Save Dr. Dotty from the Quicksand

Copy from the Wayback Machine Archive.

Dr. Dotty is exploring in the jungle and accidently walks into quicksand. The object of the game is, of course, to save Dr. Dotty.

The Save Dr. Dotty from the Quicksand games are a variation of the old paper game “Hangmans’s Bluff”. The object of the game is to fill in all the missing letters from one or more words within a phrase and save Dr. Dotty from DOOM.

Playing the Game

-The playing board for each of the Quicksand games is 800 x 600 pixels.
-Each game has an opening animation, and an ending animation if you correctly find all the missing letters.
-Pressing the “ENTER” key after the opening animation stops will start the game.
-Type a letter into your keyboard and every place that the letter exists gets filled in.
-If you type in an incorrect letter, poor Dr. Dotty sinks a little further into the quicksand.
-Close the playing window at any time by clicking the space bar.

The Dr. Dotty games work with Navigator 4.x, Netscape 6.x, IE 4.x, IE 5.x, and IE 6.x, and Mozilla.


  • Game 1 If you know about hurricanes, you know the answer to the question in this game. However, you can find the answer in the How the Game Works section, below.
  • Game 2 If you know about minerals and mineral identifications, you know the answer to this game. However, you can find the answer in the How the Game Works section, below.


How the Game Works

The Dr. Dotty games use DHTML for all interactive effects. This includes the use of CSS to position elements as well as alter their presentation; and JavaScript to perform all actions, interactive or otherwise.

The elements of the game page are positioned using CSS2 absolute positioning. Doing this I can control the layout of the page at any time. Using absolute positioning also exposes all of the elements to script access once the page is loaded for a browser such as Navigator 4.x. All elements are exposed as part of a Document Object Model (DOM), and hence exposed to interactive scripting access for the IE 4.x and IE 5.x, Mozilla, and the upcoming Navigator 5.x browsers, but to ensure cross-browser and cross- version compatibility, I code to Navigator 4.x, which requires that the elements be positioned absolutely:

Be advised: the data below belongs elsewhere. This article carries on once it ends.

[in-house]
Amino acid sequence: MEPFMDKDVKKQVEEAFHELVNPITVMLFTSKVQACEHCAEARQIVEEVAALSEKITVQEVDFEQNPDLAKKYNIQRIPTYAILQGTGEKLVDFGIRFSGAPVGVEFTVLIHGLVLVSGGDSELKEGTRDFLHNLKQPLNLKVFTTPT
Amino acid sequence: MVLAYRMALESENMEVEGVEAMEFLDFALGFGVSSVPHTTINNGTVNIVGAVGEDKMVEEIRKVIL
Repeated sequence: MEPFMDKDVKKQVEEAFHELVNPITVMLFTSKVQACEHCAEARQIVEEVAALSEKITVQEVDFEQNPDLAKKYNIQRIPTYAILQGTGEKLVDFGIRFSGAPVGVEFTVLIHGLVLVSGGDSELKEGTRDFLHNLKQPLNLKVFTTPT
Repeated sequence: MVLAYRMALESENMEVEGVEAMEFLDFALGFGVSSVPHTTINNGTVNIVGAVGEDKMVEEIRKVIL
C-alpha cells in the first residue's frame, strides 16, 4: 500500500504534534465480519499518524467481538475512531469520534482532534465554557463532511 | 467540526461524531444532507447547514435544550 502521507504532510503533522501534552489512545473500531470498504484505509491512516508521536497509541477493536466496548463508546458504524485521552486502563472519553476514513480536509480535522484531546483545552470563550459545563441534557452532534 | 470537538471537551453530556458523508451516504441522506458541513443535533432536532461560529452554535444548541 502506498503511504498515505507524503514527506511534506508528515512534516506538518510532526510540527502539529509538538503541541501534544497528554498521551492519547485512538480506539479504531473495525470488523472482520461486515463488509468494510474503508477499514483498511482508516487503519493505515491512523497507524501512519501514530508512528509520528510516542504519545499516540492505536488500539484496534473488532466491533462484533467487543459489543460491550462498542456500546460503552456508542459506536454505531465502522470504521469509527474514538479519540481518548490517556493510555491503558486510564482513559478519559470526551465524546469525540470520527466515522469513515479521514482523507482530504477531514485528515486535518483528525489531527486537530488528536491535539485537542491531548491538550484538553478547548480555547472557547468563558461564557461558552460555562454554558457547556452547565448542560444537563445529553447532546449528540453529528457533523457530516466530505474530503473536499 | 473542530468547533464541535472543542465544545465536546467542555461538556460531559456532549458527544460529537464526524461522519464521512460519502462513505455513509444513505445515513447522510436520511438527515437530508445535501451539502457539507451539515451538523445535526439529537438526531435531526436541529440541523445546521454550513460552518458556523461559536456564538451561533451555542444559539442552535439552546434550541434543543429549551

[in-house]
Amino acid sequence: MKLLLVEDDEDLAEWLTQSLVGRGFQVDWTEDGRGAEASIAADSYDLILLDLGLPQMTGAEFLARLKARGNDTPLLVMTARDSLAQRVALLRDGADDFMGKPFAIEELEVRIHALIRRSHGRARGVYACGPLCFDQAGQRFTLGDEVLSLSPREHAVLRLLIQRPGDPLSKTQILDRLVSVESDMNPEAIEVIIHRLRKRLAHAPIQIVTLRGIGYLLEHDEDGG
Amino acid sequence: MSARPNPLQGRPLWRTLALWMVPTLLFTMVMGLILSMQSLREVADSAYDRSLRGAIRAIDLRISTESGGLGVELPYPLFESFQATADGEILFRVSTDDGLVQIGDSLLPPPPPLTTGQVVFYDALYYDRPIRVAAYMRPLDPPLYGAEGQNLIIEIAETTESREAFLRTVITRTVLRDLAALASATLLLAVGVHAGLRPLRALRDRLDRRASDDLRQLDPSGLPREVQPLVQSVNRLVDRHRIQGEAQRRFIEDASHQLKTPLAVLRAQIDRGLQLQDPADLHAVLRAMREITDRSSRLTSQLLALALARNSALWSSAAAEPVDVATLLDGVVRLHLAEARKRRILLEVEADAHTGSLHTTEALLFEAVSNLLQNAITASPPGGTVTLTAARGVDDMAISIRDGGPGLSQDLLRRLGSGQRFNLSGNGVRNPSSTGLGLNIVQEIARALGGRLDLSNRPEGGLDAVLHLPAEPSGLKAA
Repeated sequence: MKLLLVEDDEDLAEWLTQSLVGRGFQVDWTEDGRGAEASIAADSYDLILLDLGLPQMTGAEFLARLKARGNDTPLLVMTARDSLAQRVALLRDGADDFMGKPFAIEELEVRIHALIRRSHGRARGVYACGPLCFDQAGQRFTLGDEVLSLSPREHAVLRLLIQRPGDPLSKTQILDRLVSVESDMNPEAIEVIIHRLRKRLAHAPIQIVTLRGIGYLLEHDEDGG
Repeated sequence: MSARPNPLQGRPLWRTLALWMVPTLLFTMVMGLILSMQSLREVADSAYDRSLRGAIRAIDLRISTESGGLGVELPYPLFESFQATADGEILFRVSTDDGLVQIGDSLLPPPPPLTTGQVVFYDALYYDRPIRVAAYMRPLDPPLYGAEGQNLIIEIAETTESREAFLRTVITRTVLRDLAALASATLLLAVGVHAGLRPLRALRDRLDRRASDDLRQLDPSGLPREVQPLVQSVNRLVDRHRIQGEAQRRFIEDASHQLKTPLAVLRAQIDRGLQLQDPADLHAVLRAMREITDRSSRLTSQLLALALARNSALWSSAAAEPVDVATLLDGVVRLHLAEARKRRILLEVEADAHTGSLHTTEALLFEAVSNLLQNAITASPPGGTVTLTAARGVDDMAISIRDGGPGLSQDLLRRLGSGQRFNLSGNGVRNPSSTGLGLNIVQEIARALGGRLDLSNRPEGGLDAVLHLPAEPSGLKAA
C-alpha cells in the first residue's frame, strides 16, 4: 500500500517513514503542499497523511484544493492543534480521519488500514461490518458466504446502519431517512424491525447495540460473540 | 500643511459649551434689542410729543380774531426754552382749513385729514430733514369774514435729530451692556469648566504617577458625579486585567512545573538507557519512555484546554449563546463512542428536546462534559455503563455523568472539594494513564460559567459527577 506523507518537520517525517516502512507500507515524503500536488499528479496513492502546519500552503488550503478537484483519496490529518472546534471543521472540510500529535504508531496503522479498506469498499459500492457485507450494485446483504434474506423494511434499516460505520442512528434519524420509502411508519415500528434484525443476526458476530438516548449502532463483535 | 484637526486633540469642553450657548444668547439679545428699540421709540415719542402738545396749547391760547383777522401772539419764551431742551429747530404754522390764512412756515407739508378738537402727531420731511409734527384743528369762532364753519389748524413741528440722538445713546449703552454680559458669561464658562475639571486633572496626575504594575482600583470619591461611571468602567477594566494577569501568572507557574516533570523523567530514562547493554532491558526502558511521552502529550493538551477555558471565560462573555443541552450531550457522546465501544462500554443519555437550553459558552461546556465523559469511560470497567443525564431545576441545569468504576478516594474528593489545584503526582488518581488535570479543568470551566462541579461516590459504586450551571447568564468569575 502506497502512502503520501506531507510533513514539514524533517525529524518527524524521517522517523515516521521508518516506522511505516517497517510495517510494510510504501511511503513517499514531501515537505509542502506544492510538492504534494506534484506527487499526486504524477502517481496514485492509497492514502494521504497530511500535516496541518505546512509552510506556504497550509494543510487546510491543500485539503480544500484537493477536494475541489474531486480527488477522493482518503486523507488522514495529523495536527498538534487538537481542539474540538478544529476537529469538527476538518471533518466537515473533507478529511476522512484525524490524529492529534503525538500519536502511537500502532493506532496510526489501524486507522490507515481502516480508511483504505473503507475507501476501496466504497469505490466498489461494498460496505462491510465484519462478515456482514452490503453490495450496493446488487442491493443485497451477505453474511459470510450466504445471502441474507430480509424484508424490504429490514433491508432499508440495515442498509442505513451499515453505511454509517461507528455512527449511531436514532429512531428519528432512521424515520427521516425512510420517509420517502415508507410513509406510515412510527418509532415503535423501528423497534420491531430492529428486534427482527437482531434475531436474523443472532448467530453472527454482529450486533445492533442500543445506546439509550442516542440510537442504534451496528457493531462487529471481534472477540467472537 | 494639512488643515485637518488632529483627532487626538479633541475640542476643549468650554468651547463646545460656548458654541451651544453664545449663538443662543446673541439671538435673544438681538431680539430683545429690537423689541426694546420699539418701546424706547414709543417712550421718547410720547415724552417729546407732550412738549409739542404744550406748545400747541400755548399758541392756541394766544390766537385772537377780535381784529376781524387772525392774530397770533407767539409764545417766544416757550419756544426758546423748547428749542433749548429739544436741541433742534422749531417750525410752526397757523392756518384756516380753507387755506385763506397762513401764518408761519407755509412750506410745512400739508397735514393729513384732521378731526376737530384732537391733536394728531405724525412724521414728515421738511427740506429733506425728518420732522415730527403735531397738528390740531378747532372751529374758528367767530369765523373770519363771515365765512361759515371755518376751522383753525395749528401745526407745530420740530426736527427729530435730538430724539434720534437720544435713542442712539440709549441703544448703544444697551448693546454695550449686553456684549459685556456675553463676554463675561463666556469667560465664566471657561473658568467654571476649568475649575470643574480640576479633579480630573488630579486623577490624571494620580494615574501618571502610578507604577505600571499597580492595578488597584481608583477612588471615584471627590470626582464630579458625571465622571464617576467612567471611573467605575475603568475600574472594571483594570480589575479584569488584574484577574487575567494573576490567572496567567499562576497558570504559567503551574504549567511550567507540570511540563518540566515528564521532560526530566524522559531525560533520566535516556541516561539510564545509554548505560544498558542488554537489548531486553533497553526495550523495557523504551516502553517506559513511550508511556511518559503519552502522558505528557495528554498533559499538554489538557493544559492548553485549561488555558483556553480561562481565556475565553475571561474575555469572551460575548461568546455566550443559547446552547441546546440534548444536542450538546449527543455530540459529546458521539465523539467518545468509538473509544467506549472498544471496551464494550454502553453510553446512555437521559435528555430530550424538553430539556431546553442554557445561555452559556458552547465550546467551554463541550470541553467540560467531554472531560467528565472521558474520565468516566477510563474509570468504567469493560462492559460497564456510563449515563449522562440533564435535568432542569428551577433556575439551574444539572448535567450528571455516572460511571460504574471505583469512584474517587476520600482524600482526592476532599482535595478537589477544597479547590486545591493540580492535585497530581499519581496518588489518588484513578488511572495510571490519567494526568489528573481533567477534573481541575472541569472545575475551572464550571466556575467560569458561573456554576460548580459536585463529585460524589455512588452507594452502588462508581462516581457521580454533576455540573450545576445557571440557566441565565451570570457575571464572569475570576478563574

<DIV id="dotty1" style="position:absolute; left: 20px; top: 20px">

To ensure that the games work with both IE, Mozilla, and Netscape I used the Burning Bird X-Objects to hide most DHTML implementation techniques. Because of this, when I want to move an object to an absolute position of 100 pixels from the left, I can use the method exposed on the cross-browser objects:


I’ve also created a set of higher-level animation objects that use the cross-browser scripting objects and JavaScript timers to manage all animation effects. These Animation objects, are basically arrays of animations, with each step in the animation synchronized with matching steps in the other associated animations.

So, to show an element that both moves and clips, I create a new animation sequence (co-ordinated animations that are all performed sequentially in the order they are added to the sequence), and then attach one animation object to the sequence. The animation object is defined with a set number of animation steps, each played out after a specified number of microseconds. After the animation object is created, I then crate new Animator objects, one for the clipping animation and one for the move animation: